Primarily, the Muslim women contended that the practice of Triple Talaq is unconstitutional and it has attained the ugliest form since Triple Divorce is being pronounced by the SMS Text, phone, email, and Whatapps, etc. The SC has viewed that the practice of Triple Talaq is the cruelest, vilest and undesirable form of Muslim marriage dissolution barring few exception of its recognition in some of the schools of Muslim law as observed and practiced in India. Many scholars and academic described the method of Triple Talaq detestable, repulsive, repugnant, and discriminatory to the core that deprives the constitutional right to equality and incompatible with the tenets of the Holy Quran. Therefore, no volume of advocacy can justify its retention. Even GOI had designated all forms of Talaq provided in the Holy Quran such as Talaq-e-Hasan and Talaq-e-Ahsan, as “unilateral” and “extrajudicial” inconsistent with the Constitution of India. However, Kapil Sibal argued on behalf of AIMPLB that the practice of Triple Talaq has been prevalent since 637 AD and cannot be said as un-Islamic and Muslims have been practicing it for the last 1400 years. Unfortunately, that makes it more dangerous and detrimental to the cause of Muslim women’s right to equality. The AIMPLB has behaved arrogantly and irresponsibly in this matter and did not come out with any credible proposal during marathon hearing of the case despite the fact there was opposition to this abhorrent practice in the Muslim community. Therefore, the SC put right a historical wrong that had demeaned the idea of gender equality and perpetuated discrimination based on patriarchal supremacy, bad in theology and sinful and reformed the miasma that was imposed upon the Muslim women.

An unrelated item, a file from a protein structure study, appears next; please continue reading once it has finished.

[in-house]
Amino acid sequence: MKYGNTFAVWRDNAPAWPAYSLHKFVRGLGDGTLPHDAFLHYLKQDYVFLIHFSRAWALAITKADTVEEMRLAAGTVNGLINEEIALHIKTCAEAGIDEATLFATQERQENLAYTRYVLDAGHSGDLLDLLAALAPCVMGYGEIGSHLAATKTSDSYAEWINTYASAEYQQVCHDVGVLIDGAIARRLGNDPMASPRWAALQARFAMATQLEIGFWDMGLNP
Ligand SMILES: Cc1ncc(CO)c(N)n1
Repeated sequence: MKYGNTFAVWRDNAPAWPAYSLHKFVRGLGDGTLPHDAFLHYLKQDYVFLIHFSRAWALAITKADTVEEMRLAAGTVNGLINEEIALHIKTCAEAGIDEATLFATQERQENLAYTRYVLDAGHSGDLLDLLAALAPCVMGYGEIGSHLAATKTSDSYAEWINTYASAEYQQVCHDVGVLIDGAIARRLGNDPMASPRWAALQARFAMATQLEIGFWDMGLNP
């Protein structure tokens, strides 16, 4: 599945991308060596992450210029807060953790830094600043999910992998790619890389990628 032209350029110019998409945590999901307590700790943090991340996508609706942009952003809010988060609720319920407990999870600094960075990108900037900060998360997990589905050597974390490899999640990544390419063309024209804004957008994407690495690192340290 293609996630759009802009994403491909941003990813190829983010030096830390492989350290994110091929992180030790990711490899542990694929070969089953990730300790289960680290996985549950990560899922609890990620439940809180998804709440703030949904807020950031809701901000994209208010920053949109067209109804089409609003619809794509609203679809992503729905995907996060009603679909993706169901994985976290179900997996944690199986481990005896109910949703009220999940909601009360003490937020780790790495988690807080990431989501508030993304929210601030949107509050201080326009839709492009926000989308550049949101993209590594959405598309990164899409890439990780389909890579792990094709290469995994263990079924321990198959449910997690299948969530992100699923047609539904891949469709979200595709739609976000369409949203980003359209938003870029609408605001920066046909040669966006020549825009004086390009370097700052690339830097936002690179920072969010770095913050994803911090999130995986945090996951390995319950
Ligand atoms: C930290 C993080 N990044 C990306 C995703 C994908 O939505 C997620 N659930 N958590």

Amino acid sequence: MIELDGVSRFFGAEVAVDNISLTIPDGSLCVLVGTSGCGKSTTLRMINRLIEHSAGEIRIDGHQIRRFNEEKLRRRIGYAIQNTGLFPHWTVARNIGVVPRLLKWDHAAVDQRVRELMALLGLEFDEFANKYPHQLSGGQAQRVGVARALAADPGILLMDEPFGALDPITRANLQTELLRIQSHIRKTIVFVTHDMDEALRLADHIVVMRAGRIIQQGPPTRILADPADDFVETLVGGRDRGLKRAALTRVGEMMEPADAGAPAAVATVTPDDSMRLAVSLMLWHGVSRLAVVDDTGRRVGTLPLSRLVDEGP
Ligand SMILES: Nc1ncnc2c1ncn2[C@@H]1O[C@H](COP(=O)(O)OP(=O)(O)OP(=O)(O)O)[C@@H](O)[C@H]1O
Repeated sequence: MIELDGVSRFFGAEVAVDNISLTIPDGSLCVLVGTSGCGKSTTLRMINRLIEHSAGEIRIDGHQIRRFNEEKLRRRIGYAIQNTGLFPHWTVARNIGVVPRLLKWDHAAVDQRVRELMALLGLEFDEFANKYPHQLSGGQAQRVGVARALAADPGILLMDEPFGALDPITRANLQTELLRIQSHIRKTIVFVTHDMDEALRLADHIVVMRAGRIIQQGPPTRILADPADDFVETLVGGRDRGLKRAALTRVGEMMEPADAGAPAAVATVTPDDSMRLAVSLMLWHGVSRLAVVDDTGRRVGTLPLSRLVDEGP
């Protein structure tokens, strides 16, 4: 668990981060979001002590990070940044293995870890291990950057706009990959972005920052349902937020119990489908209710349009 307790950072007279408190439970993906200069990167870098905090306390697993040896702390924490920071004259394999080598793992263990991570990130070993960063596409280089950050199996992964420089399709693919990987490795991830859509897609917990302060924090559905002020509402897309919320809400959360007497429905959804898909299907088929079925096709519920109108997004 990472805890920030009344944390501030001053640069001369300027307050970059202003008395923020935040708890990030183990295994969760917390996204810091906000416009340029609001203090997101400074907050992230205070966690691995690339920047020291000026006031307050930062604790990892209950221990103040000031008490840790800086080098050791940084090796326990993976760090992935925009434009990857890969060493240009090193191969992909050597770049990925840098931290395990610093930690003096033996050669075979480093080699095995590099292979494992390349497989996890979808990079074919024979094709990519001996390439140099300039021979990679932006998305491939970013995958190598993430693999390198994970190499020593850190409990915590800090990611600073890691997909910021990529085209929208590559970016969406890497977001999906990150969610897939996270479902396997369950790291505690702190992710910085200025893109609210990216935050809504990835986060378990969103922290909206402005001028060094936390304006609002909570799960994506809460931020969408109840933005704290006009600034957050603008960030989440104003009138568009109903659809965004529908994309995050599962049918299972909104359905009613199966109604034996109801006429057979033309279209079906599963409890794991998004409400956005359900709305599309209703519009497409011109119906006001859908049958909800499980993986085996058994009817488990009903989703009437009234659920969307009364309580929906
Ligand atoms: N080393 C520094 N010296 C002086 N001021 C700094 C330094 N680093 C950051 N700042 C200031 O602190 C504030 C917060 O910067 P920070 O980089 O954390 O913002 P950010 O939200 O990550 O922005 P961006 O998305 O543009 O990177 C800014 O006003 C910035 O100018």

Gender Justice Law & Sensitization